Gather all of your accessories into the center of the room, then turn on the music and dance around. When the music stops, grab a piece of clothing and put it on. By the end of the song, everyone will look ridiculous — but it’s all in the name of a little fun. 

Moving with music

Have an impromptu dance party: Put on some tunes and encourage your child to groove — it’s a great way to build motor skills and spark creativity. Perhaps you and your child can even invent some righteous new moves (photos or it didn’t happen, of course). 

Paper plate tambourines

  1. Decorate the undersides of two paper plates. 
  2. Fill the surface of the plate with a single layer of dried pasta or dried beans.
  3. Use a stapler to attach the second paper atop of the first plate, so that the decorations face out — and voila: DIY tambourine. 

Musical exploration

Tired of listening to “The Wheels on the Bus” for the zillionth time? Vary up the Spotify playlist with different musical genres, including: 

  • Jazz
  • World music
  • Steel drum music
  • Classical music
  • Lullabies
  • Folk songs

Start with instrumental music and work up to songs with lyrics. Introduce simple nursery rhymes to encourage speech development, then progress to more complicated phrases and concepts.

Making music: your child’s first instrument

Let your child experiment with these beginner-friendly and age-appropriate instruments:

  • Ukulele
  • Kazoo
  • Harmonica
  • Bongo drum
  • Maraca or shaker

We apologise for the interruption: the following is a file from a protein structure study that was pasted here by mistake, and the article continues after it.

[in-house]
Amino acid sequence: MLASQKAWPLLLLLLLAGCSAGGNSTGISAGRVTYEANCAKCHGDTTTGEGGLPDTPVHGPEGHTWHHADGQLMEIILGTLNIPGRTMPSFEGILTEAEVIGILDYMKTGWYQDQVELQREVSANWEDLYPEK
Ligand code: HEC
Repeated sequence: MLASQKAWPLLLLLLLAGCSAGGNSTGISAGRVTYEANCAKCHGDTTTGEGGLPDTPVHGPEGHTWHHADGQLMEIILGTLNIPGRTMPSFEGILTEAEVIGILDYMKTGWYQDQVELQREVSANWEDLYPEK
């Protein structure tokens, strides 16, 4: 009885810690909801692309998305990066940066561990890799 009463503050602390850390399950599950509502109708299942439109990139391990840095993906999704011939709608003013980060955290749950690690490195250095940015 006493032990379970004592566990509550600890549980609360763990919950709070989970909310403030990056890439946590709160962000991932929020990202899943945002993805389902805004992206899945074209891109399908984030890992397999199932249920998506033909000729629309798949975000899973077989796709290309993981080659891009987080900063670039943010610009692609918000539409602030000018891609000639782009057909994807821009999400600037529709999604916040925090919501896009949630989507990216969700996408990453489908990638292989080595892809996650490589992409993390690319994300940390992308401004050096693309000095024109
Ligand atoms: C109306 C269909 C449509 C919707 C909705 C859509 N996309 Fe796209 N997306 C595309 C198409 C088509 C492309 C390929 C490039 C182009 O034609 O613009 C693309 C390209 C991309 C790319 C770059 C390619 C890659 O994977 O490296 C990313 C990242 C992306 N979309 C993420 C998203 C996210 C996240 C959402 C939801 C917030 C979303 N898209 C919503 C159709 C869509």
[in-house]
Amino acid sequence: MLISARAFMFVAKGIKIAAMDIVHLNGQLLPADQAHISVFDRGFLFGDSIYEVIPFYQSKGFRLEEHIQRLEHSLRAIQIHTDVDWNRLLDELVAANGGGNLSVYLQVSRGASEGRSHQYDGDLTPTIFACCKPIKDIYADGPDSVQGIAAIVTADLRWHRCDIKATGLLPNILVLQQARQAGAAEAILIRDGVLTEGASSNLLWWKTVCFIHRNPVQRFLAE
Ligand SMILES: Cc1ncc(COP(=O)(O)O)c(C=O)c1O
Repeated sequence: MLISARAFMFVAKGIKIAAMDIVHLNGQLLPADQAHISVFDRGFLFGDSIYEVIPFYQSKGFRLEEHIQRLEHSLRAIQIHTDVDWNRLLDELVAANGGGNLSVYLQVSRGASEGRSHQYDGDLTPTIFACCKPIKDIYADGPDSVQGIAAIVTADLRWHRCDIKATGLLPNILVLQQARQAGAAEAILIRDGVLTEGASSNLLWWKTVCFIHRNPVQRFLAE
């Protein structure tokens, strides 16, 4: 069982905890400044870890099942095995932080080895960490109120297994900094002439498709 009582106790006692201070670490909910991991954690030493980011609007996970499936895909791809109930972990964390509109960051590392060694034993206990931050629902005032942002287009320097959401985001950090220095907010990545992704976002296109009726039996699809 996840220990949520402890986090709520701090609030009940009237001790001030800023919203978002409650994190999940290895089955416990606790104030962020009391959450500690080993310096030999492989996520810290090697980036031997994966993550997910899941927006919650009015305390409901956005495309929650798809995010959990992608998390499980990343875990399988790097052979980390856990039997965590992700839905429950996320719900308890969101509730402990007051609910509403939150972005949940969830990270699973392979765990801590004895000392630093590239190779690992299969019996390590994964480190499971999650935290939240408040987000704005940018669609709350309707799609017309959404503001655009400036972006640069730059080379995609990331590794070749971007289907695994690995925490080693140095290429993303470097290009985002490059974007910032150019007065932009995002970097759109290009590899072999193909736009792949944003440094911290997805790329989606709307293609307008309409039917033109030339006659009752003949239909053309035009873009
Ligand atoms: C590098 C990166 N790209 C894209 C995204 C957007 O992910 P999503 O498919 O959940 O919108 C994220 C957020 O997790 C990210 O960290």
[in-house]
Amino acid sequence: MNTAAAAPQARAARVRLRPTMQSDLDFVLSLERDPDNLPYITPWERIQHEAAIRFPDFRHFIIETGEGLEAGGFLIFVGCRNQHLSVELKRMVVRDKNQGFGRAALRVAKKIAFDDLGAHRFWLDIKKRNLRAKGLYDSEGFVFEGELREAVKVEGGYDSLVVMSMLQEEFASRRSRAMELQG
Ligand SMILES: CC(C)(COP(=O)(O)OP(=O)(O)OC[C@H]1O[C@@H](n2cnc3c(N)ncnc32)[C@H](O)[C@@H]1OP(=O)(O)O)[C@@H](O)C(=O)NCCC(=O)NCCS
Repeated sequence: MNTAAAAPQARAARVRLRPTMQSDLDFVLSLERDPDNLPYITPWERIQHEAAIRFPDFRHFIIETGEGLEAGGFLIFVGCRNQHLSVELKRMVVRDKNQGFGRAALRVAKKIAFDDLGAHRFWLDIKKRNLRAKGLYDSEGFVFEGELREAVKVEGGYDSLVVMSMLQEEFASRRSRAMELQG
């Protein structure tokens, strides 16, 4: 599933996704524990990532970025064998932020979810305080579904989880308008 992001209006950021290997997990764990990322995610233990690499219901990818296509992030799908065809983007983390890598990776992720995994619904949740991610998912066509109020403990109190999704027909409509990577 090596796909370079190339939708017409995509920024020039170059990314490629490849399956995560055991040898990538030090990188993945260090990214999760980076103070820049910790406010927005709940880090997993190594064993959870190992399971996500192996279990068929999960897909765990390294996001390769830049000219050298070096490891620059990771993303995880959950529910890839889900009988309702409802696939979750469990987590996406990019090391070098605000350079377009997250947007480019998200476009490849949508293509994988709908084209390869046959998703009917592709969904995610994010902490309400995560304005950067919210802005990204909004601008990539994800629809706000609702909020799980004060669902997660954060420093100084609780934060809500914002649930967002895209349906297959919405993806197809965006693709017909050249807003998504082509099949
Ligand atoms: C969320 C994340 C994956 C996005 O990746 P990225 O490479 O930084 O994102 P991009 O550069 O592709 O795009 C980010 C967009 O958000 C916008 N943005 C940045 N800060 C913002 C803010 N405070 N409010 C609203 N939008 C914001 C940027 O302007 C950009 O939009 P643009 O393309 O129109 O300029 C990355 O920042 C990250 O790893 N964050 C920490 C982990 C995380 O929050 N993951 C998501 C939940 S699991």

• Xylophone
  • Keyboard piano

Each of these can be leveled up; if you’d like to eventually teach your child how to play guitar, start with the ukulele. Classical-music fans can consider starting with a keyboard or xylophone.

Music in Early Childhood Education: Vivvi’s Learning Model

At Vivvi, we use an inquiry-based learning model that’s geared around children’s interests. Inquiry-based learning helps in the beginning stages of early childhood education and as kids continue to grow. 

Music plays a big role in day-to-day life at Vivvi. Here’s a sampling of what we offer: 

  • Musical Expression: Children learn nursery rhymes and songs like “Rock-A-Bye” and “If You’re Happy and You Know It.” This is a great way of developing musical expression and literacy skills.
  • Moving to Music: We dance and use rhythm to encourage the development of fine and gross motor skills.
  • Playing with Instruments: Children use shakers, maracas, and other handheld instruments to create music. In doing so, they improve their motor skills and allow their imagination and creativity to run wild. 

Curious to know more? Read all about music education activities at our early learning centers.